|#HumanRightsDay Rally 2018, UDM Rally in Gauteng, DH Williams Grounds, Kathlehong, Ekurhuleni

#HumanRightsDay Rally 2018, UDM Rally in Gauteng, DH Williams Grounds, Kathlehong, Ekurhuleni

Speaking notes for UDM President, Mr Bantu Holomisa
1. Welcome
 
On behalf of the entire United Democratic Movement (UDM) leadership, I extend a word of welcome to all of you gathered here today as we commemorate Human Rights Day in South Africa.
 
For each of you, being present is a personal sacrifice and is contribution to the life of the UDM. The UDM leadership therefore thanks you for investing your money, time and energy to be here, as we honour those who have come before us in the fight for a just and equal South African society; free of the shackles of Apartheid.
 
2. Remembering those who came before us
 
Today, we remember the Sharpeville massacre of 1960 when police opened fire on thousands of people who protested the draconian pass laws. We will never forget that almost 300 lives were irrevocably changed that day; with 69 souls making the ultimate sacrifice so that we can, today, enjoy our civil liberties in a post-apartheid South Africa.
 
The great tragedy of what happened that day, is that it was not the end of the struggle for the dignity and freedom of non-white South Africans.
A few days later, on March the 31st, more than twenty people were massacred in a march against the pass laws in Langa, Cape Town.
 
We had the Soweto Uprising – who will ever forget the iconic picture of the limp body of young Hector Pietersen? Much of which followed, happened in the name of the armed struggle, which affected black and white alike.
 
Today, is also the 33rd commemoration of the 1985 Uitenhage Langa Massacre, where at least twenty people were killed at a Sharpeville commemoration.
 
On this day, we also remember the 1992 Bhisho Massacre and the tragic deaths in Boipatong, where the fires of the so-called black-on-black violence were stoked for the most nefarious of goals. Soon Shell House followed.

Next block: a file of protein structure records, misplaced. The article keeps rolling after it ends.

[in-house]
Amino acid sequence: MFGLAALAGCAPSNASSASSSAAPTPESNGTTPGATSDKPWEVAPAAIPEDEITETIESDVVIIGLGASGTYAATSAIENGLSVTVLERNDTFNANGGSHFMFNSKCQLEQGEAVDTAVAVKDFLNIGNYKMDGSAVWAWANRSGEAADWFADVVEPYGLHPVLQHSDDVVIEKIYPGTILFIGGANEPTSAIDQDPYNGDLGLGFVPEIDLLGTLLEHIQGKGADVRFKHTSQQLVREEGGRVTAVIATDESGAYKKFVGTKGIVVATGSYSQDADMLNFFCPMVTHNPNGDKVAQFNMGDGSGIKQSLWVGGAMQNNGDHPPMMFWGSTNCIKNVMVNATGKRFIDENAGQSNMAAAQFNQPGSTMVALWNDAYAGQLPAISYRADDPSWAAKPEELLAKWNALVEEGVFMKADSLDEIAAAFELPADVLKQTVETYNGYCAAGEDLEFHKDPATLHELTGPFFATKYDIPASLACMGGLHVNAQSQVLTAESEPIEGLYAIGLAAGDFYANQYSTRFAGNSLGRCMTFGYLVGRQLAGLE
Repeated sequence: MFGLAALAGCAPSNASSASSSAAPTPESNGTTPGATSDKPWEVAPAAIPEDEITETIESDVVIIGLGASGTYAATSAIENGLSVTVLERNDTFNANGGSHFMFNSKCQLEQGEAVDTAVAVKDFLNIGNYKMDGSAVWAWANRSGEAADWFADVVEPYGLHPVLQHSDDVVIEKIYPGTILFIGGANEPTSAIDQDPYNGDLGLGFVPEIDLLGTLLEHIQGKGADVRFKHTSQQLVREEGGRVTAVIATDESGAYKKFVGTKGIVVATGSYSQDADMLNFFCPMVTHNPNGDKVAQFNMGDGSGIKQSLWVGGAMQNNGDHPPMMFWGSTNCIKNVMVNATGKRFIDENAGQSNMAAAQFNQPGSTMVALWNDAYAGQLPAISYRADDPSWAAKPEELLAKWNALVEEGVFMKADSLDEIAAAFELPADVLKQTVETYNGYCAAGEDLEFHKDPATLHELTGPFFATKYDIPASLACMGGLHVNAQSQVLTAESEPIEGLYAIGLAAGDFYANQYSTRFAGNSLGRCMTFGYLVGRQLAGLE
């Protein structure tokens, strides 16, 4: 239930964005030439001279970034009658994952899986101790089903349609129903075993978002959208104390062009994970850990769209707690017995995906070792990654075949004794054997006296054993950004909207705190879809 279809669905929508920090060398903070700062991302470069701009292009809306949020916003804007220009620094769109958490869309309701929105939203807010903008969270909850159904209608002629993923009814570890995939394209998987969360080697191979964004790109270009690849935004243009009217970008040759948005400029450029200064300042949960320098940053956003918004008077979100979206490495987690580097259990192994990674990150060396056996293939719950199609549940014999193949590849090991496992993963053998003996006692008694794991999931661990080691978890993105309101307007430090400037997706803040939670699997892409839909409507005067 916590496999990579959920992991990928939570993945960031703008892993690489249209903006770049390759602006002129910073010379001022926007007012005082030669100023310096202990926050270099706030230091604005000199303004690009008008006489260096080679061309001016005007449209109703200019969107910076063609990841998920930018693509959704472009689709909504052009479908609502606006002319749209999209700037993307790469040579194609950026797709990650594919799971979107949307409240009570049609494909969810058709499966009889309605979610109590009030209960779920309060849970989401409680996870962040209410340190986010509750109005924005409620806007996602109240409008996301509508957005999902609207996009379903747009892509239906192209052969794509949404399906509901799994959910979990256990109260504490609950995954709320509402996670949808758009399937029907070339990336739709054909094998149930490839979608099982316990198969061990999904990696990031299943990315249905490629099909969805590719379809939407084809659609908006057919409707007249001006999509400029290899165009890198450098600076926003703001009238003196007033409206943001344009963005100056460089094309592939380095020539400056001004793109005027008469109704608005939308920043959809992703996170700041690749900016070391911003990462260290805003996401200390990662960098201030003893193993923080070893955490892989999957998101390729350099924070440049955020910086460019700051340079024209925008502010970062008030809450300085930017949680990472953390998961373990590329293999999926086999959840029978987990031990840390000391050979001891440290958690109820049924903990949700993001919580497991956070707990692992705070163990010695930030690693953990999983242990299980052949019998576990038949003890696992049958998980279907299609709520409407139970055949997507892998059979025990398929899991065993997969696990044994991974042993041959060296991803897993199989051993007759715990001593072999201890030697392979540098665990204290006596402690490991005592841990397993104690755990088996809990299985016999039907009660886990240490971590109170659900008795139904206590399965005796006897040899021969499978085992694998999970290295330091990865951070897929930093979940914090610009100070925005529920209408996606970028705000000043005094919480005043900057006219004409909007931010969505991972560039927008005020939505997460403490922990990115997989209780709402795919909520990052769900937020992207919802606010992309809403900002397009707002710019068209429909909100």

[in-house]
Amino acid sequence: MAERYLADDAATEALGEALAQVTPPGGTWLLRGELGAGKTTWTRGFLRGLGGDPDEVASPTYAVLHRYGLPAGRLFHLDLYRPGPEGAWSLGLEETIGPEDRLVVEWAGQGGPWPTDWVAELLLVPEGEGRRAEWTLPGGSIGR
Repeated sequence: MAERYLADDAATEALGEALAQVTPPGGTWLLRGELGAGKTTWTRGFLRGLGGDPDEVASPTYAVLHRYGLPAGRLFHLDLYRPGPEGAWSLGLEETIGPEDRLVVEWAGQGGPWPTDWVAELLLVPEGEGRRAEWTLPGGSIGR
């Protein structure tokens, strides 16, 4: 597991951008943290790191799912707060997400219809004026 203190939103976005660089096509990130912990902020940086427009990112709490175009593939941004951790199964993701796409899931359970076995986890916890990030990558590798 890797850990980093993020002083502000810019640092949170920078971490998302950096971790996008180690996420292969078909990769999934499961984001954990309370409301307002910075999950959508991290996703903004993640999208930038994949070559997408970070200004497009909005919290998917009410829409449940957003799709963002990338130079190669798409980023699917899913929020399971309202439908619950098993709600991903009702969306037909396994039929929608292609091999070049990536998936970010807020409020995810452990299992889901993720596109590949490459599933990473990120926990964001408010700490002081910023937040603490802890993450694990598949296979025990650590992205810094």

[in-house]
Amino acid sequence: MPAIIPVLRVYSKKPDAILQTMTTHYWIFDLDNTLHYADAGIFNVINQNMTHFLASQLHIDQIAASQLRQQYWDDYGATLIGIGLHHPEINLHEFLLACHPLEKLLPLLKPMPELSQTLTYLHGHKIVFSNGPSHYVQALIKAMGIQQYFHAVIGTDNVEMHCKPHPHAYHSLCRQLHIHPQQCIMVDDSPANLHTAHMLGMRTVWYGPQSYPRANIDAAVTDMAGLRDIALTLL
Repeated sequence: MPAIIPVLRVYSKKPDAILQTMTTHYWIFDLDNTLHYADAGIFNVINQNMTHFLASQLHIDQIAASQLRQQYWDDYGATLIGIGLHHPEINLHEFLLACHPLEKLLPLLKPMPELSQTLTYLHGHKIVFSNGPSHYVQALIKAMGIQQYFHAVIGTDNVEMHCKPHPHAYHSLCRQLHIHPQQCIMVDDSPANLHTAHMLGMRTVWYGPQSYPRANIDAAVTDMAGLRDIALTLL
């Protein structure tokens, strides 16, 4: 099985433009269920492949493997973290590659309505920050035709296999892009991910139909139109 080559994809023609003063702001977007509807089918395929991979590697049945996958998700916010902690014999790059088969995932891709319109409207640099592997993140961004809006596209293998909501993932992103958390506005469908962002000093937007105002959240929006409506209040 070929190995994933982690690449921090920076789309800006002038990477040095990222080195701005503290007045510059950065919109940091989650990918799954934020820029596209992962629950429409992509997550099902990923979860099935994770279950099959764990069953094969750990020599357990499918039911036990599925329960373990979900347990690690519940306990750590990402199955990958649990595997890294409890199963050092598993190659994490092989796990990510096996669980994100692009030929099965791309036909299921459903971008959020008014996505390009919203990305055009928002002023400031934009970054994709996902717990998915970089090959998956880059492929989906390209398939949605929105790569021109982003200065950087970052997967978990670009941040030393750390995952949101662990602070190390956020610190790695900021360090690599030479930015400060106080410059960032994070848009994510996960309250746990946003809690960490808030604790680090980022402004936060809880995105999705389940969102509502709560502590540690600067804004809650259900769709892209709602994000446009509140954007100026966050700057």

The word “massacre” far too often marks low-points in our history; and this does not even quantify the sacrifices that so many other black and white South Africans made, so that we may all enjoy political freedom.
 
3. What does Human Rights Day mean in 2018?
 
Sadly, that awful word, again scarred our nation’s consciousness when we witnessed the Marikana massacre, which was the single most lethal use of force by South African security forces against civilians since 1960. Like at Sharpeville, many of the victims were shot in the back whilst trying to flee for their lives.
 
We witnessed (what can arguably be considered as a massacre) when over a thousand patients were relocated to mainly unlicensed NGOs by order of the Gauteng Department of Health… 144 people lost their lives in this tragedy… and they were vulnerable people who most needed their human rights to be protected!
 
It is therefore clear, that fighting for human rights (even when it is entrenched in our constitution), should remain on our daily radars. We cannot afford to forget our history and we must work hard to not repeat the atrocities of the past.
 
May all their souls rest in peace.
 
4. The state of the nation in brief
 
Despite the changes for the better since 1994, South Africa still faces, amongst others, challenges such as unemployment; inadequate housing and poor living conditions; sub-standard education; a dilapidated public healthcare system; the deeply emotional issue of land; stark racial, gender and economic inequality, as well as the scarcity of opportunities.
 
The changing political landscape in South Africa, particularly over the past few years, has demonstrated that South Africans are tired of the so-called self-correcting nature of the ruling party.
 
The UDM must certainly pat itself on the back for bringing about the change we witnessed with our now infamous former President’s exit from office.
 
I remind you that we, last year, amassed in our thousands to march against this corrupt, constitutionally delinquent man who could no longer be trusted to lead the nation.
 
The UDM went all the way to the Constitutional Court to fight for the “secret ballot” to rid South Africa of “Suspect Number One”. We have consistently made our voice heard in the media and kept ourselves relevant in the body politic of this country.
 
The opposition, civil society, the media and the courts can rightly say that they fulfilled their tasks as part of the checks and balances that protect good governance and ensure a healthy democracy.
 
Yes, 2018 ushered in a new South African president. But, despite the so-called right noises we hear from the Union Buildings, the question remains the same as it had been in 2017 and the preceding years…
 
Notwithstanding the billions of rands spent on infrastructure development since the advent of democracy, just last week a five-year-old girl died, because of poor school infrastructure, when she fell into a pit latrine at a school in the Eastern Cape.
 
Keiskamahoek is on fire because, amongst others, the local roads are beyond repair, because of the current government’s failure to even maintain the infrastructure they inherited in 1994. In this small town, street lights are a luxury, post the so-called new wave.